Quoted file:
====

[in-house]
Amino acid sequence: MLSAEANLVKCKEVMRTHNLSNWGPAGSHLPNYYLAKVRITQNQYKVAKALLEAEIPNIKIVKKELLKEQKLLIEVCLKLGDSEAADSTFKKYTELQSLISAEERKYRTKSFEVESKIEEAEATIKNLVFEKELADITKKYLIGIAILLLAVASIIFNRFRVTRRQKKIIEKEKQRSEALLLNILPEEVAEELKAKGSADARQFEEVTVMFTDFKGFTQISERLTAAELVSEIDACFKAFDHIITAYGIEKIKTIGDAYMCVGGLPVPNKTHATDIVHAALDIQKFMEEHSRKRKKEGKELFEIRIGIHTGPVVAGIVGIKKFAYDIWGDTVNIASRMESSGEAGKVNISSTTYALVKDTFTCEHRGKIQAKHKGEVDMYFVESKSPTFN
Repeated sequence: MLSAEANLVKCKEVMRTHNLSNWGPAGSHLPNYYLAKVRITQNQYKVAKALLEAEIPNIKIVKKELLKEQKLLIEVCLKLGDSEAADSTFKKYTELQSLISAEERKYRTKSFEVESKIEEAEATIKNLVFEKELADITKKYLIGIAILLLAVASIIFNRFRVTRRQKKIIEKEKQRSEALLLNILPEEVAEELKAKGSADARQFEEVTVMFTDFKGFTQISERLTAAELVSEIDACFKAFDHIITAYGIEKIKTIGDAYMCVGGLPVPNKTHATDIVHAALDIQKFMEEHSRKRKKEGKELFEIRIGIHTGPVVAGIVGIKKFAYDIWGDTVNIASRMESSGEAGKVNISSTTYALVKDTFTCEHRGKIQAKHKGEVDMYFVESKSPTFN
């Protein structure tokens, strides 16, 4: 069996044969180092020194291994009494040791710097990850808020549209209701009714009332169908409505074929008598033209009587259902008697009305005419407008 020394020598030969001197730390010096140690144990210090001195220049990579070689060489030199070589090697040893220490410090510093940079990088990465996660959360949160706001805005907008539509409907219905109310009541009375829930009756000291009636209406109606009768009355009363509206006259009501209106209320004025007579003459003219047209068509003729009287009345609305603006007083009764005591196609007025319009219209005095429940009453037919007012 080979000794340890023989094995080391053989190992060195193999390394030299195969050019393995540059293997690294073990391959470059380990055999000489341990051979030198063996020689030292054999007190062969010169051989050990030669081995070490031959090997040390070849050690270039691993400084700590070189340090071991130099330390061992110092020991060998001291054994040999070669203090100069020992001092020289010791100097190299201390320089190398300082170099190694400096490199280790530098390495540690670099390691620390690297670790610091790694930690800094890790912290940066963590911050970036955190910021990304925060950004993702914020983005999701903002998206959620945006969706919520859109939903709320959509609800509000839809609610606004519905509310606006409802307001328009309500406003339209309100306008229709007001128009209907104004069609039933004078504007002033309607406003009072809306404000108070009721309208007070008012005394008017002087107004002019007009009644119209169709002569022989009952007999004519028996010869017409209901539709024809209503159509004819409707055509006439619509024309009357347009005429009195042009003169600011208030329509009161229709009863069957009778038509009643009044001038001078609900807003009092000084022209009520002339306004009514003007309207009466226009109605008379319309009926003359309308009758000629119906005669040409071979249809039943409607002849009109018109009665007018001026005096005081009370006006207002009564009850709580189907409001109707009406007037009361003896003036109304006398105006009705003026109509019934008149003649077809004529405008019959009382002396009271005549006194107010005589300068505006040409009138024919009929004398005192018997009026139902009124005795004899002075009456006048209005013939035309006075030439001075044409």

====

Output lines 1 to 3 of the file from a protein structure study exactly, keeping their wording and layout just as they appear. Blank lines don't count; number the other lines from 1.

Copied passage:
[in-house]
Amino acid sequence: MLSAEANLVKCKEVMRTHNLSNWGPAGSHLPNYYLAKVRITQNQYKVAKALLEAEIPNIKIVKKELLKEQKLLIEVCLKLGDSEAADSTFKKYTELQSLISAEERKYRTKSFEVESKIEEAEATIKNLVFEKELADITKKYLIGIAILLLAVASIIFNRFRVTRRQKKIIEKEKQRSEALLLNILPEEVAEELKAKGSADARQFEEVTVMFTDFKGFTQISERLTAAELVSEIDACFKAFDHIITAYGIEKIKTIGDAYMCVGGLPVPNKTHATDIVHAALDIQKFMEEHSRKRKKEGKELFEIRIGIHTGPVVAGIVGIKKFAYDIWGDTVNIASRMESSGEAGKVNISSTTYALVKDTFTCEHRGKIQAKHKGEVDMYFVESKSPTFN
Repeated sequence: MLSAEANLVKCKEVMRTHNLSNWGPAGSHLPNYYLAKVRITQNQYKVAKALLEAEIPNIKIVKKELLKEQKLLIEVCLKLGDSEAADSTFKKYTELQSLISAEERKYRTKSFEVESKIEEAEATIKNLVFEKELADITKKYLIGIAILLLAVASIIFNRFRVTRRQKKIIEKEKQRSEALLLNILPEEVAEELKAKGSADARQFEEVTVMFTDFKGFTQISERLTAAELVSEIDACFKAFDHIITAYGIEKIKTIGDAYMCVGGLPVPNKTHATDIVHAALDIQKFMEEHSRKRKKEGKELFEIRIGIHTGPVVAGIVGIKKFAYDIWGDTVNIASRMESSGEAGKVNISSTTYALVKDTFTCEHRGKIQAKHKGEVDMYFVESKSPTFN